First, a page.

Maurice Sendak’s Stage Designs Are as Magical as His Books

A new exhibition at the Morgan Library will feature over 150 costumes, sketches, story boards, and more from the famed illustrator’s career as a stage designer.

Monica Uszerowicz

Sendak, Maurice, Set design (Where the Wild Things Are)  1979-1983, 2013.103:53
Maurice Sendak, "Study for stage set #7 (Where the Wild Things Are)," 1979–83. Watercolor, pen and ink, and graphite pencil, 95/16 × 115/16 inches. (23.7 × 28.7 cm)" © The Maurice Sendak Foundation. The Morgan Library & Museum, Bequest of Maurice Sendak, 2013. Photography by Janny Chiu, 2018.

In an interview with Terry Gross for Fresh Air, Maurice Sendak, the illustrator and children’s book author, recalled one of his favorite comments from a reader. “It was from a little boy,” he explained. “He sent me a charming card with a little drawing. I loved it…I sent him a postcard and I drew a picture of a Wild Thing on it.” Eventually, Sendak received a letter from the boy’s mother, who wrote, Jim loved your card so much he ate it. “That to me was the highest compliment I’ve ever received,” Sendak told Gross. “He didn’t care that it was an original drawing or anything. He saw it, he loved it, he ate it.”

Maurice Sendak, Study of Vixen and cubs (The Cunning Little Vixen), 1981. Pen and ink on lined paper, 6 × 91/2 inches (15.2 × 24.1 cm). © The Maurice Sendak Foundation. The Morgan Library & Museum, Bequest of Maurice Sendak, 2013. Photography by Janny Chiu, 2018.

I, too, wanted to consume some of Maurice Sendak’s work, particularly the floating hunks of bread and spills of milk in In The Night Kitchen, in which a young boy dreams of floating through a kitchen in a star-studded sky. Sendak, I always knew, had a knack for the surreal, for making it feel entirely plausible. How many of us, like Max in Where the Wild Things Are, felt eager to travel to realms-beyond-earth, reimagined versions of our own bedrooms, and felt just as certain of their existence?

Maurice Sendak, Model of stage set for the forester’s farmyard (The Cunning Little Vixen). 1980-1981. © The Maurice Sendak Foundation, Collection of the Maurice Sendak Foundation, Digital image courtesy of The Morgan Library & Museum, Photography by Graham S. Haber, 2019.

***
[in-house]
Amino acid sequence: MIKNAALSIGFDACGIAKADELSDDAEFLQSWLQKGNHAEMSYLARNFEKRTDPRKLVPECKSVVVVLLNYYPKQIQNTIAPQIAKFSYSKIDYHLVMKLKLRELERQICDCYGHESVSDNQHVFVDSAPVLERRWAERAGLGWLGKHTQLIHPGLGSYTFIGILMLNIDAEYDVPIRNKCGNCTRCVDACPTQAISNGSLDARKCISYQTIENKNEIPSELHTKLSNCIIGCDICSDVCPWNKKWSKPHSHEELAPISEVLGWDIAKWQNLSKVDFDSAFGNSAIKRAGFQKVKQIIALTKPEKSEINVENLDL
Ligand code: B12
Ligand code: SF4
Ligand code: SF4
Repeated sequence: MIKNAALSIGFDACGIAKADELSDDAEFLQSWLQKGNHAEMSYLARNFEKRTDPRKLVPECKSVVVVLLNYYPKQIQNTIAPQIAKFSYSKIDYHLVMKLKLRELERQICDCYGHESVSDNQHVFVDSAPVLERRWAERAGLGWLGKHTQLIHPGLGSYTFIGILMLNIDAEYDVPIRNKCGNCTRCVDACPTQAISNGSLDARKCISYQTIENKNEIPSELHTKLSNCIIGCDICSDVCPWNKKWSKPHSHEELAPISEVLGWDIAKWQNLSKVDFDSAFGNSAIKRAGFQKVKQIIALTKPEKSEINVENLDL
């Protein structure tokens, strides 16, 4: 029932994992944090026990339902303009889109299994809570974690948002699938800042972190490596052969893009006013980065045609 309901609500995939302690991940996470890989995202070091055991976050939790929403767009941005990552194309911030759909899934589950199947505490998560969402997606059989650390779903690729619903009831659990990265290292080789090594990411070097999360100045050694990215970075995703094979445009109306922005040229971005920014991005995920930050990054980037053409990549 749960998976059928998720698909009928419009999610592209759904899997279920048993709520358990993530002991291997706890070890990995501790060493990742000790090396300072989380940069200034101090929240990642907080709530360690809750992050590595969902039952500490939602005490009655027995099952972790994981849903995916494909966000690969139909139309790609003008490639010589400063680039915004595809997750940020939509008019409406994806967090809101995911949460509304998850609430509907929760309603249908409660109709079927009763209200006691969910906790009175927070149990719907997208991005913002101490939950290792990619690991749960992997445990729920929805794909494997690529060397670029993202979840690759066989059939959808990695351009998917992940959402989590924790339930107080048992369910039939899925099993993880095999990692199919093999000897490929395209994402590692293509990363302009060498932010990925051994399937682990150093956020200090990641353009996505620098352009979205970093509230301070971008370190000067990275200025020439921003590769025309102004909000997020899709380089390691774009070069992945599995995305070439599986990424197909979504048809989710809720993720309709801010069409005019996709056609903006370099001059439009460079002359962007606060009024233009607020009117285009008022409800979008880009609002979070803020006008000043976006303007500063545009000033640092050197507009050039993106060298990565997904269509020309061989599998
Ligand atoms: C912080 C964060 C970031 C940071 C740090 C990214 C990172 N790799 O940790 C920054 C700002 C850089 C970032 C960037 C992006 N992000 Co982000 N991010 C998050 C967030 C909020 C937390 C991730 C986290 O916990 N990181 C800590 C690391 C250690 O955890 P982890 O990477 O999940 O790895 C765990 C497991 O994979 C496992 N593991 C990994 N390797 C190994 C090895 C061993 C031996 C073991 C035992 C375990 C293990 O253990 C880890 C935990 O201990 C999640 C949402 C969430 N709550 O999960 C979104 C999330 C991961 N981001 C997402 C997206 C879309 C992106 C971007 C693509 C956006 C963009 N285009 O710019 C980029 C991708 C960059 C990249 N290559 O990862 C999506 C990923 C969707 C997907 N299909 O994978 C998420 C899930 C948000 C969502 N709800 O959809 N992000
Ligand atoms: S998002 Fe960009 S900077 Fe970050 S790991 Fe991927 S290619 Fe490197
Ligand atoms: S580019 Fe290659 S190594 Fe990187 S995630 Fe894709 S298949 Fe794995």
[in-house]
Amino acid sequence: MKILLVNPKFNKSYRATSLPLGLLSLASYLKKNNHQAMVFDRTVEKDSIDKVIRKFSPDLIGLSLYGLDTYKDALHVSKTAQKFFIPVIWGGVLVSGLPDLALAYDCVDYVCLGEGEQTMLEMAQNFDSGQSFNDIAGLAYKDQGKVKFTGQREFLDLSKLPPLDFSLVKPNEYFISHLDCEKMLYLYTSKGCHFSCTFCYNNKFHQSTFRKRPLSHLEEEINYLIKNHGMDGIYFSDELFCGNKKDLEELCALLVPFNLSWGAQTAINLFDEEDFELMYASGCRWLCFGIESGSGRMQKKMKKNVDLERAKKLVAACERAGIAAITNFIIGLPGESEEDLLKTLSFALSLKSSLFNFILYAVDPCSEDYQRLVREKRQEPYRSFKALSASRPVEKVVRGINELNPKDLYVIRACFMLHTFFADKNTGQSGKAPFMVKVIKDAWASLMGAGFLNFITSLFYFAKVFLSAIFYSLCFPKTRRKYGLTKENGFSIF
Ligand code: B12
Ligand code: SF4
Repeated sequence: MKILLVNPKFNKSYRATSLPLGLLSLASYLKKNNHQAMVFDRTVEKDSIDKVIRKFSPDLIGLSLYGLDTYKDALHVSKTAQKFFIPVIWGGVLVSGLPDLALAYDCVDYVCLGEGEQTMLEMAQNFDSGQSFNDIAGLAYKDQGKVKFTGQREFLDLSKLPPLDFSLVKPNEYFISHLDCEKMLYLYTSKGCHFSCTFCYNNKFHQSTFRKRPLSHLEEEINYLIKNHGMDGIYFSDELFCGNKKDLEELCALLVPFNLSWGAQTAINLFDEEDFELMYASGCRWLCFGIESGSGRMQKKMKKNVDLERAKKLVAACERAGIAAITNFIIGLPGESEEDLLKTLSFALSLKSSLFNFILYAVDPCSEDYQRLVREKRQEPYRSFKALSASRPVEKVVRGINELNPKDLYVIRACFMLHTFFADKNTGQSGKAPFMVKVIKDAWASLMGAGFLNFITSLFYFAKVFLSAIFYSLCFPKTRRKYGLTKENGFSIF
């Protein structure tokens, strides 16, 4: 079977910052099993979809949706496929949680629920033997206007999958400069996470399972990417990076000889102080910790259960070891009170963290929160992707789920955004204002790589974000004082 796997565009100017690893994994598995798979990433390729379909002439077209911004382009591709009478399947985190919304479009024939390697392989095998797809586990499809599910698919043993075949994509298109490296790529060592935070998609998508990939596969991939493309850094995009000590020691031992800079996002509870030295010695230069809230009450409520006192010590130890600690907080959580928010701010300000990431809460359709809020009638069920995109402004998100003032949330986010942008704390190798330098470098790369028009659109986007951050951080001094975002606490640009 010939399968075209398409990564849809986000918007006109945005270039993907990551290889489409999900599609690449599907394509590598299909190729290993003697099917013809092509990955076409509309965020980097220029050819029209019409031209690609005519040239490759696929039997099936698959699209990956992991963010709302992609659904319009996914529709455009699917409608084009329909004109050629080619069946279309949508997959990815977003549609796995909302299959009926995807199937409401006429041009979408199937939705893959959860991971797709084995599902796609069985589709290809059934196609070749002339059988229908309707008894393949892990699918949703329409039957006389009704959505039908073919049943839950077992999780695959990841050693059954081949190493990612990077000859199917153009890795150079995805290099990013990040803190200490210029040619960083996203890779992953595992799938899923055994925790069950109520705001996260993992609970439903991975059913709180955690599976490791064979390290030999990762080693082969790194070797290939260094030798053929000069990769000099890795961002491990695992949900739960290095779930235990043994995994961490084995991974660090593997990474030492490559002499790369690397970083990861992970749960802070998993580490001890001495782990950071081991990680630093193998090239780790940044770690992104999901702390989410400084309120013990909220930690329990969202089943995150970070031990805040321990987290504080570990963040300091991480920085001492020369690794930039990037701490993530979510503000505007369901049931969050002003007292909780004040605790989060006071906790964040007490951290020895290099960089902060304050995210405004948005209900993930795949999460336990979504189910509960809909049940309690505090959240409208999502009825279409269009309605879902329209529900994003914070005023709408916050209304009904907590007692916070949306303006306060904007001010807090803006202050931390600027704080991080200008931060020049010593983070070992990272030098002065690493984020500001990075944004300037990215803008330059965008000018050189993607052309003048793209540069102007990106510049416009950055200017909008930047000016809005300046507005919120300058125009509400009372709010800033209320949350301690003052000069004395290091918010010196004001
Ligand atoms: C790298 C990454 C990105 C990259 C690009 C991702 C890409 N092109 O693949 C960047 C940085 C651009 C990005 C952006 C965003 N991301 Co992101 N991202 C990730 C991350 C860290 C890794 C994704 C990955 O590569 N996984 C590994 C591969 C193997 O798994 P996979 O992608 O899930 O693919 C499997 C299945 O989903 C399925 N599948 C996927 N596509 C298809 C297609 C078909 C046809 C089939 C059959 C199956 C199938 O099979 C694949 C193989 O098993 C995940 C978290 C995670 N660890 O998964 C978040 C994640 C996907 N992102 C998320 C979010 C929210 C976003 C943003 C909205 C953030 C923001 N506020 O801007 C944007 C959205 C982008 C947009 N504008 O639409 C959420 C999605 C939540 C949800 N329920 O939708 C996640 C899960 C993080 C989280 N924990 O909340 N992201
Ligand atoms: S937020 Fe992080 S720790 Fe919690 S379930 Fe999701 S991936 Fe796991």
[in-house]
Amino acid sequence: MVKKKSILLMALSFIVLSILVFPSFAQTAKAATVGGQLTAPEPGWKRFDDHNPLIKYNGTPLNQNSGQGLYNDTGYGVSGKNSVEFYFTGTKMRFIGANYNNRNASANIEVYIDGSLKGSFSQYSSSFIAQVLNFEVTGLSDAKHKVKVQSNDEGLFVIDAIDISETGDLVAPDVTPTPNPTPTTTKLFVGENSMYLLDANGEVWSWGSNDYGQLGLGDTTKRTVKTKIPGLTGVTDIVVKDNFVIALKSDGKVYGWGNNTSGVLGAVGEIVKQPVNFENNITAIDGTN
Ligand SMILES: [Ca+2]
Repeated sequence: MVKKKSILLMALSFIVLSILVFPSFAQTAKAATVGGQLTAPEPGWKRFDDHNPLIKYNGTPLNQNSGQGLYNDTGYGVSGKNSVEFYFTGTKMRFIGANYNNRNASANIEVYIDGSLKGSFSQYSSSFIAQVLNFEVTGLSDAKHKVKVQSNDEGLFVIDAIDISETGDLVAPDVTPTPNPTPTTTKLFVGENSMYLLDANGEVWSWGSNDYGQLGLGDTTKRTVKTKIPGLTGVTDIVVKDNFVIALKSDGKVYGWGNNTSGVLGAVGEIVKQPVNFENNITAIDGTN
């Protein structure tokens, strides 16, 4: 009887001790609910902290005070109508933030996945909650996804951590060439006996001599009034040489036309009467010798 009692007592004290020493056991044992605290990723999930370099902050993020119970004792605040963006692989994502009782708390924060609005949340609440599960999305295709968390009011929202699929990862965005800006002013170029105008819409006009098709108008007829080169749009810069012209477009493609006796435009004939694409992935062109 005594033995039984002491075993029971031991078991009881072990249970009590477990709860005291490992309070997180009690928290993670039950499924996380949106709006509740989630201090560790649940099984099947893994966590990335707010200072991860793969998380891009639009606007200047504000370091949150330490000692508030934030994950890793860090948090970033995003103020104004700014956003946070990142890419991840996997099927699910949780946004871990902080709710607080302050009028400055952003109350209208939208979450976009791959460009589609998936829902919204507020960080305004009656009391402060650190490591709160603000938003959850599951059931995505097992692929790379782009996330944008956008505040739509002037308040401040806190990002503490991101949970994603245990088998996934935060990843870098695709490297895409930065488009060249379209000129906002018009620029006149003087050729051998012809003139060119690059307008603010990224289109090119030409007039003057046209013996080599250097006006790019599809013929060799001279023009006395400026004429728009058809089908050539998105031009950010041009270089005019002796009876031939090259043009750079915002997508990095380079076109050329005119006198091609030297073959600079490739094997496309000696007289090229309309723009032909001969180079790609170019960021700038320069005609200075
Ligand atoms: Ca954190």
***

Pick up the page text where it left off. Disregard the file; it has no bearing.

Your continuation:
Sendak had a voracious love of strange beauty, too, all kinds—music and opera and storytelling—and infused his tales with almost synesthetic qualities (it felt like you could hear and touch his creatures). As it turns out, in the 1970s and 1980s, he was approaching world-building from another angle as well: stage design. Opening on June 14 at The Morgan Library, Drawing the Curtain: Maurice Sendak’s Design for Opera and Ballet will feature, together for the first time ever, over 150 costumes, sketches, storyboards, set models, props, for five of his productions: Where the Wild Things Are, The Love for Three Oranges, The Cunning Little Vixen, The Magic Flute, and Nutcracker. Works by artists like Wolfgang Amadeus Mozart and William Blake—whom Sendak loved and from whom he happily received inspiration—will be on view alongside Sendak’s own work.

Diorama of Tamino in front of Sarastro’s Temple, act 1, scene 3 (The Magic Flute). 1979-80, watercolor and graphite pencil on laminated paperboard. © THE MAURICE SENDAK FOUNDATION. THE MORGAN LIBRARY & MUSEUM, BEQUEST OF MAURICE SENDAK, 2013. PHOTOGRAPHY BY GRAHAM S. HABER, 2018.

There’s something of a collector’s delight in this show: the overwhelming excitement of a discovered secret; the joy in a beloved artist’s multidimensionality (B-sides! side projects!) Sendak’s costumes are fantastical, the productions themselves both charming and transportive. The strongest pull of Drawing the Curtain will be for those who grew up with Sendak, who wanted to step into his pages. For now, however briefly, they can.

Drawing the Curtain: Maurice Sendak’s Design for Opera and Ballet is on view at The Morgan Library & Museum June 14 through October 6.